September 6, 2018 — The Jesuit Refugee Service took part in the latest assembly of the Jesuit Network for Migrants (JNM), the Caribbean region, in Port-au-Prince August 21 – 22, looking at the issue of migration flows in the Caribbean.
One of the important emerging migration flows is that of Venezuelans who leave their country to go elsewhere in the Americas and to Europe because of the economic and political crisis at home. Many are victims of discrimination, as in the Dominican Republic where the authorities require them to return to their own country if they wish to regularize their status. It is complex and it could endanger their lives, and it goes against the principle of non-expulsion.
But the most important migration flow involves the Haitians, who are fleeing a deplorable economic situation and an unstable and corrupt political situation. We can add to them the Dominicans of Haitian descent who are not recognized as Dominican citizens and who face discrimination on a daily basis. In spite of the misleading statements from the Dominican authorities who say they want to regularize their status, only a small number of them have been able to their temporary residence permit. The rest always are at risk of being expelled, which is an alarming situation. They have no ties, no family in Haiti, and are not Haitian citizens. They don’t speak either French or Creole, and Haiti is not in a position to receive them or integrate them.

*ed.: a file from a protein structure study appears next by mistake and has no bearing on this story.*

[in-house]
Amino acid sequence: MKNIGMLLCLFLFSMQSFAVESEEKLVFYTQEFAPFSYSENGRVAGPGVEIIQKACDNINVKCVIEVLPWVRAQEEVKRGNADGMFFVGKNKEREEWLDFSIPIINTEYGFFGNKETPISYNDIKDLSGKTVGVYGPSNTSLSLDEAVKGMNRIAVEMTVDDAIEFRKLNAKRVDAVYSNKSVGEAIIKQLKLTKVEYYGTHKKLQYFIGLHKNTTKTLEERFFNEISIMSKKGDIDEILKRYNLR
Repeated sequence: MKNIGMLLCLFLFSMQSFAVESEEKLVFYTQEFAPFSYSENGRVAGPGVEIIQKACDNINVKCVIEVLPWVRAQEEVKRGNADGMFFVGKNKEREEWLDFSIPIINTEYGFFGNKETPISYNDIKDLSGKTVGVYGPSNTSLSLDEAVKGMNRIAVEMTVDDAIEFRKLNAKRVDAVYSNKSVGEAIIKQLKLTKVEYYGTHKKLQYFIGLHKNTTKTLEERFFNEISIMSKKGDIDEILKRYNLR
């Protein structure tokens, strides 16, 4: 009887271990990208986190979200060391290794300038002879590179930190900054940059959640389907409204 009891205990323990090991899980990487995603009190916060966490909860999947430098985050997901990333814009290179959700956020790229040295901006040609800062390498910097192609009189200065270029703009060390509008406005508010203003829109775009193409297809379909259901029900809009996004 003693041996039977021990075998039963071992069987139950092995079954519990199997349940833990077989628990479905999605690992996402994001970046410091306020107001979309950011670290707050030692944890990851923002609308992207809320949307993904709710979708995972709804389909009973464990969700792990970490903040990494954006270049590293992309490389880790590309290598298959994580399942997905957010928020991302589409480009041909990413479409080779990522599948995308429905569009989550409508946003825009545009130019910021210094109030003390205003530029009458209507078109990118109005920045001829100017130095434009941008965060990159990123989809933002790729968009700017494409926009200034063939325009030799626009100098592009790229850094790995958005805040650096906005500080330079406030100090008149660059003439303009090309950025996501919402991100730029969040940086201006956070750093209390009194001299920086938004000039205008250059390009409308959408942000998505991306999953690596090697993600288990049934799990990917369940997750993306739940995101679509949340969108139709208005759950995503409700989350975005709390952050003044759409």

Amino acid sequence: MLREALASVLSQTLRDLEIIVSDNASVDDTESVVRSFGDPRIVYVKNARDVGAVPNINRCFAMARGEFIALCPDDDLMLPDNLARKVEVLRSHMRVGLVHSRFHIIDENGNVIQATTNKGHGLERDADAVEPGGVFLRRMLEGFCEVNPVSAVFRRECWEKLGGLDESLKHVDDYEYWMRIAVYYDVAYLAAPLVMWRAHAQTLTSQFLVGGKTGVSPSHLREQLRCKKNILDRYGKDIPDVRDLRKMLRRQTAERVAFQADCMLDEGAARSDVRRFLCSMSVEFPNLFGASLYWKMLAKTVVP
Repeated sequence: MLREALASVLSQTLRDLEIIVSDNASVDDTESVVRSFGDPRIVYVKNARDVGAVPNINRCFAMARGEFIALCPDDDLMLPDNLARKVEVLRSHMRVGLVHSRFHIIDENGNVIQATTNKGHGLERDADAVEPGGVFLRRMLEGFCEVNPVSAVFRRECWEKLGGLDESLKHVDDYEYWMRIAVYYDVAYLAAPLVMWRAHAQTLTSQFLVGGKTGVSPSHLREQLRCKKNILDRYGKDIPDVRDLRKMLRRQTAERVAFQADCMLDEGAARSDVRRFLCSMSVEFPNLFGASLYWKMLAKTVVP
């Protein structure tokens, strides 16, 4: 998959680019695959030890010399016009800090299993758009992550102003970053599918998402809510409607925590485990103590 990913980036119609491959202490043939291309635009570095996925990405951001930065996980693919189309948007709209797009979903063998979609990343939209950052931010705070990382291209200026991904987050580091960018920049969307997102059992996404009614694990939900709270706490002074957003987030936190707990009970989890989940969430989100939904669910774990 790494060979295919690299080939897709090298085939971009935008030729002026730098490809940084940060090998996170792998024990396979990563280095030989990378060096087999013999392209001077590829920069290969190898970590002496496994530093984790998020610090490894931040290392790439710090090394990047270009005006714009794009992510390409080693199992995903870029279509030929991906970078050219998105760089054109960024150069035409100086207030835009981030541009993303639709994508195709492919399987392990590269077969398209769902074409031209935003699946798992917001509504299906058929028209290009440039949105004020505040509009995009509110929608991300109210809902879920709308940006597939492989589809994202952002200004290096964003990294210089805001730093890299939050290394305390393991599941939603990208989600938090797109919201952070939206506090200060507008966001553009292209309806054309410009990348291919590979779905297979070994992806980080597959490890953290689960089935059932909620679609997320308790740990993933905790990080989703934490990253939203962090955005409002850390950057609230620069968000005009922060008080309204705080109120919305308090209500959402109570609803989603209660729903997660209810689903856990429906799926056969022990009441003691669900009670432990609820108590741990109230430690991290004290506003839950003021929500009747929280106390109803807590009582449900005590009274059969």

It seems inconceivable to me that anyone would want to treat someone as stateless, given that he, his parents, and often his grandparents were born under the Dominican sun. When fear and hatred towards those who are different are stirred up, you see the manifestation of aberrant behaviours. We see these behaviours everywhere, even in Canada. As engaged Christians, it is our responsibility to denounce them and to fight for humane treatment of migrants and refugees, no matter where they are.
In the face of these worrying situations in the region, the delegations of the annual assembly of RJM, the Caribbean region, spoke with one voice to call on the different governments of the region to give full attention to the situation of migrants and refugees living on the American continent.
Director of JRS Canada
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